RNNs in Tensorflow, a Practical Guide and Undocumented Features

In a previous tutorial series I went over some of the theory behind Recurrent Neural Networks (RNNs) and the implementation of a simple RNN from scratch. That’s a useful exercise, but in practice we use libraries like Tensorflow with high-level primitives for dealing with RNNs.

With that using an RNN should be as easy as calling a function, right? Unfortunately that’s not quite the case. In this post I want to go over some of the best practices for working with RNNs in Tensorflow, especially the functionality that isn’t well documented on the official site.

The post comes with a Github repository that contains Jupyter notebooks with minimal examples for:

Deep Learning for Chatbots, Part 2 – Implementing a Retrieval-Based Model in Tensorflow

The Code and data for this tutorial is on Github.

Retrieval-Based bots

In this post we’ll implement a retrieval-based bot. Retrieval-based models have a repository of pre-defined responses they can use, which is unlike generative models that can generate responses they’ve never seen before. A bit more formally, the input to a retrieval-based model is a context $c$ (the conversation up to this point) and a potential response $r$. The model outputs is a score for the response. To find a good response you would calculate the score for multiple responses and choose the one with the highest score.

Recurrent Neural Network Tutorial, Part 4 – Implementing a GRU/LSTM RNN with Python and Theano

The code for this post is on Github. This is part 4, the last part of the Recurrent Neural Network Tutorial. The previous parts are:

In this post we’ll learn about LSTM (Long Short Term Memory) networks and GRUs (Gated Recurrent Units).  LSTMs were first proposed in 1997 by Sepp Hochreiter and Jürgen Schmidhuber, and are among the most widely used models in Deep Learning for NLP today. GRUs, first used in  2014, are a simpler variant of LSTMs that share many of the same properties.  Let’s start by looking at LSTMs, and then we’ll see how GRUs are different.

Recurrent Neural Networks Tutorial, Part 3 – Backpropagation Through Time and Vanishing Gradients

This the third part of the Recurrent Neural Network Tutorial.

In the previous part of the tutorial we implemented a RNN from scratch, but didn’t go into detail on how Backpropagation Through Time (BPTT) algorithms calculates the gradients. In this part we’ll give a brief overview of BPTT and explain how it differs from traditional backpropagation. We will then try to understand the vanishing gradient problem, which has led to the development of  LSTMs and GRUs, two of the currently most popular and powerful models used in NLP (and other areas). The vanishing gradient problem was originally discovered by Sepp Hochreiter in 1991 and has been receiving attention again recently due to the increased application of deep architectures.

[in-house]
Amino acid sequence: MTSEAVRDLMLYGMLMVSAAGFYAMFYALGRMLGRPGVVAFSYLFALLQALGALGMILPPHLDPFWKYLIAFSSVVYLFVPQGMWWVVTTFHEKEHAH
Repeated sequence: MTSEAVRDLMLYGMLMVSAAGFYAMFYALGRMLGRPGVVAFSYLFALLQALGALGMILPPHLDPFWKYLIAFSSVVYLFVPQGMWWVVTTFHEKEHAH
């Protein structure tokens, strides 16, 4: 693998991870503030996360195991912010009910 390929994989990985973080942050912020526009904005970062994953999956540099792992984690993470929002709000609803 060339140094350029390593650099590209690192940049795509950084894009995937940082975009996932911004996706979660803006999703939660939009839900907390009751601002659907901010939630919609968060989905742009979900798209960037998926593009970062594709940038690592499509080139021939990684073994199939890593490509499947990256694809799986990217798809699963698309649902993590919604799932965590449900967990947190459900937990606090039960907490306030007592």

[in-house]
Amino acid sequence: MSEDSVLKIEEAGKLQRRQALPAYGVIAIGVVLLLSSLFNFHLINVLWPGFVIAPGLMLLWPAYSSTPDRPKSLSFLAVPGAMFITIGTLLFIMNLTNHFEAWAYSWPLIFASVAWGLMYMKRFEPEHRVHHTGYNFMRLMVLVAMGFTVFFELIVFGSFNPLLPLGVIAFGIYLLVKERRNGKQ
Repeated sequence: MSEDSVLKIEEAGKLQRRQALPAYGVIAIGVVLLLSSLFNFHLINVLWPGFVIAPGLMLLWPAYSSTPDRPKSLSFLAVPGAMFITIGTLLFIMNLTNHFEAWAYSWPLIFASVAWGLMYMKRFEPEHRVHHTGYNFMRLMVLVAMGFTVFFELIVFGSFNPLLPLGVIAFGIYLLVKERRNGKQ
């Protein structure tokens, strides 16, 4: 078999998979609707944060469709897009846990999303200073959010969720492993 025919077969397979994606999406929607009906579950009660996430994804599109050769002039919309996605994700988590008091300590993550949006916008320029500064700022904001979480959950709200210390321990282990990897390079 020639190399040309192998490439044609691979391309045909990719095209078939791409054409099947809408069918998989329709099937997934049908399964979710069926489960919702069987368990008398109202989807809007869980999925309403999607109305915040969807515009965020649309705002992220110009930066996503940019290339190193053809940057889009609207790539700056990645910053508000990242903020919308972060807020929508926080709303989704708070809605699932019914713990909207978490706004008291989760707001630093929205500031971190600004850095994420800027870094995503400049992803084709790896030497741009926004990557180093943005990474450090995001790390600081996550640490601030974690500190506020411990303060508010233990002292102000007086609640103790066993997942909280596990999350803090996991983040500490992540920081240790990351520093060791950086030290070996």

Recurrent Neural Networks Tutorial, Part 2 – Implementing a RNN with Python, Numpy and Theano

This the second part of the Recurrent Neural Network Tutorial. The first part is here.

Code to follow along is on Github.

In this part we will implement a full Recurrent Neural Network from scratch using Python and optimize our implementation using Theano, a library to perform operations on a GPU. The full code is available on Github. I will skip over some boilerplate code that is not essential to understanding Recurrent Neural Networks, but all of that is also on Github.

Recurrent Neural Networks Tutorial, Part 1 – Introduction to RNNs

Recurrent Neural Networks (RNNs) are popular models that have shown great promise in many NLP tasks. But despite their recent popularity I’ve only found a limited number of resources that throughly explain how RNNs work, and how to implement them. That’s what this tutorial is about. It’s a multi-part series in which I’m planning to cover the following:

As part of the tutorial we will implement a recurrent neural network based language model. The applications of language models are two-fold: First, it allows us to score arbitrary sentences based on how likely they are to occur in the real world. This gives us a measure of grammatical and semantic correctness. Such models are typically used as part of Machine Translation systems. Secondly, a language model allows us to generate new text (I think that’s the much cooler application). Training a language model on Shakespeare allows us to generate Shakespeare-like text. This fun post by Andrej Karpathy demonstrates what character-level language models based on RNNs are capable of.